Your roof is out there every day, exposed to wind, rain, sun, cold, and temperature fluctuations. But this fall, you won’t have to worry about the newly installed roof, because, well, it’s new. The bottom line is new roofs need maintenance too. Here are some tips on ways to help protect your roof and extend its lifespan.
Inspect the roof twice a year.
Once it has been installed, a new roof should be inspected twice a year. Since it is new, you can conduct the inspection yourself using binoculars either from the ground or on a ladder. Visual inspections help you be proactive. An active wind doesn’t care if the roofing system is new. Look for missing shingles, debris in roof valleys, or other kinds of damage. If you see something that’s not quite, it’s better to deal with it now rather than later.
Conduct a visual inspection after a heavy rainfall, windstorm, or snowstorm to ensure nothing was damaged or needs immediate attention.
Remove leaves from your new roof.
It might not seem like a fall home maintenance priority, but if you notice an accumulation of leaves on the roof in late fall, clear them away. They typically stay stuck to roofing shingles because they are wet. As the wet leaves decompose, they attract more moisture, which can lead to damaged shingles, wood rot, and mold or moss growth, compromising the roof’s protective qualities.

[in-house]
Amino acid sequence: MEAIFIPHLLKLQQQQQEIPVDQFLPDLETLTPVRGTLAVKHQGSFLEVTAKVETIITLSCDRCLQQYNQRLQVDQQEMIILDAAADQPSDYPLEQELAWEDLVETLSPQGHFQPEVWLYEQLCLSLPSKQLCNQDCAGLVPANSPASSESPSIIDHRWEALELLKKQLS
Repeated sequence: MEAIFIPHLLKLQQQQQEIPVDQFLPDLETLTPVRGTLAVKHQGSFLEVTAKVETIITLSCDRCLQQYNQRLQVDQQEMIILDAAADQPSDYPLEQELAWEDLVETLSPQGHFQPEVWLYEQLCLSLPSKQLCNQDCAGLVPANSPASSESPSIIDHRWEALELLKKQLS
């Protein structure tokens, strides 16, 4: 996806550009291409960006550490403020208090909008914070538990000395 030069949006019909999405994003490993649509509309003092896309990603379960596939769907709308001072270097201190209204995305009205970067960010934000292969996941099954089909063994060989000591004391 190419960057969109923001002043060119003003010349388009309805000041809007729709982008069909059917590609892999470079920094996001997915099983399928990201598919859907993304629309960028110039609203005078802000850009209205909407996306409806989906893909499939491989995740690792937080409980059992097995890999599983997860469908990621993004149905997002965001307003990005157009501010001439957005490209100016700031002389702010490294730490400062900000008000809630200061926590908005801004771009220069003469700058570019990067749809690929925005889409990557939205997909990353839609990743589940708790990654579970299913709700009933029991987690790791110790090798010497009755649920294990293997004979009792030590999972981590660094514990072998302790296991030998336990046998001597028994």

Prevent damage from falling debris.
Check the trees growing close to the house. If there are tree limbs and branches reaching out over the roof, trim them back. This will prevent any damage that might be caused by branches scraping shingles on a windy day or tree limbs falling on the roof during a storm.
Clean the gutters and downspouts.
Gutters and downspouts are specifically designed to guide rainwater and snowmelt from the roof to the ground, away from the home’s foundation. When the gutter system becomes clogged, it doesn’t function properly and can prevent the roof from draining the way it should. A new roof can withstand water, but not if it hangs around (pools), damaging shingles and seeping into the underlayment.
Cleaning the gutters and downspouts regularly also eliminates birds and wildlife from nesting in the gutter system or taking up residence on a roof near chimneys or other roof projections that provide shelter. Critters travelling back and forth from food source to nest can damage shingles with their claws or nails.
Budget for repairs and inspections.
If you are a do-it-yourselfer, you might be tempted to make any minor repairs on your new roof yourself. But roofing issues tend to be interconnected. A roofing contractor will be able to see the big picture and address any problems that are only visible to professionals who deal with these types of things on a daily basis.
To keep your new roof looking that way budget for a professional roof inspection once every two years. A professional inspection typically includes the condition of the shingles, the gutters, downspouts, flashings, vents, and attic.